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Are We Living in ‘1984’ or ‘Brave New World’?

brave new world 1984

Research shows that in the U.S., for every one pro-Israel TikTok video that is viewed, 50 pro-Palestinian videos are viewed. TikTok says that this is just a mirror of wider society; in other words, it is what people want or how people feel. But such ratios do not even come close to reflecting the results of any opinion poll on the matter. This has led some to conclude that TikTok’s algorithm is driving a surge in antisemitic content.

In another batch of research, it was found that Instagram’s algorithm delivers a toxic video mix to adults who follow children. According to The Wall Street Journal, if you follow young gymnasts, cheerleaders and other teen and preteen influencers on the platform, you are then served “jarring doses of salacious content…including risqué footage of children as well as overtly sexual adult videos.”

The Journal set up the test accounts,

… after observing that the thousands of followers of such young people’s accounts often include large numbers of adult men, and that many of the accounts who followed those children also had demonstrated interest in sex content related to both children and adults.

They also tested what the algorithm would recommend after its accounts followed some of those users as well, which produced very disturbing results:

In a stream of videos recommended by Instagram, an ad for the dating app Bumble appeared between a video of someone stroking the face of a life-size latex doll and a video of a young girl with a digitally obscured face lifting up her shirt to expose her midriff. In another, a Pizza Hut commercial followed a video of a man lying on a bed with his arm around what the caption said was a 10-year-old girl.

These are just two examples of the way algorithms of various platforms attempt to influence you on various issues or try to tempt you into horrific behavior.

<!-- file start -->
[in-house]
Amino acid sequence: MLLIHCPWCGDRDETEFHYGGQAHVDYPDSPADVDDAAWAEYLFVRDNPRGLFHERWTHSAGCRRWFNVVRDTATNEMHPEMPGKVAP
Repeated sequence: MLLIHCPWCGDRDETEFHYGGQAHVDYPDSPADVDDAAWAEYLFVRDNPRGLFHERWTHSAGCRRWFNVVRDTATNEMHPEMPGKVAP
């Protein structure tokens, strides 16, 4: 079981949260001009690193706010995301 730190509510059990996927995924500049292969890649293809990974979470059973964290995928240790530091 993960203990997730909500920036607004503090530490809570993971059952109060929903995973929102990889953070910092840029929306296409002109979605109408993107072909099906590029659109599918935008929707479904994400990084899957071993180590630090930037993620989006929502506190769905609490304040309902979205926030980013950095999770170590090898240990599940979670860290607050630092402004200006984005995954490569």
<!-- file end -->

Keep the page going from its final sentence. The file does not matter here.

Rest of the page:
In an earlier blog, I wrote that if there are two visions of a dystopian future that continue to present themselves to our modern imaginations, they would be those put forward by George Orwell in his 1949 novel “1984,” and Aldous Huxley in his 1932 novel “Brave New World.”

Orwell’s vision was of a totalitarian state replete with mass surveillance and regimented repression. It was largely modeled on Stalinist Russia and Nazi Germany.

In a not-so-thinly veiled critique of socialism, Huxley’s foil was technology—or our capitulation to it—leading to a caste system based on intelligence that had, itself, been manipulated by technology to various ends. While in a later foreword Huxley confessed to leaving out one of the great technological achievements of the day—nuclear energy—he was prescient in his sense of how reproductive technology and psychological manipulation could be employed.

Neither work held out much hope of a human utopia and lay in direct contrast to the view that humanity could—through technology or will—solve all economic and social problems. This was shattered through a first world war, which was quickly followed by a second. Whether a “boot in the face” (Orwell) or a ruling oligarchy (Huxley), the result was the same: suppression.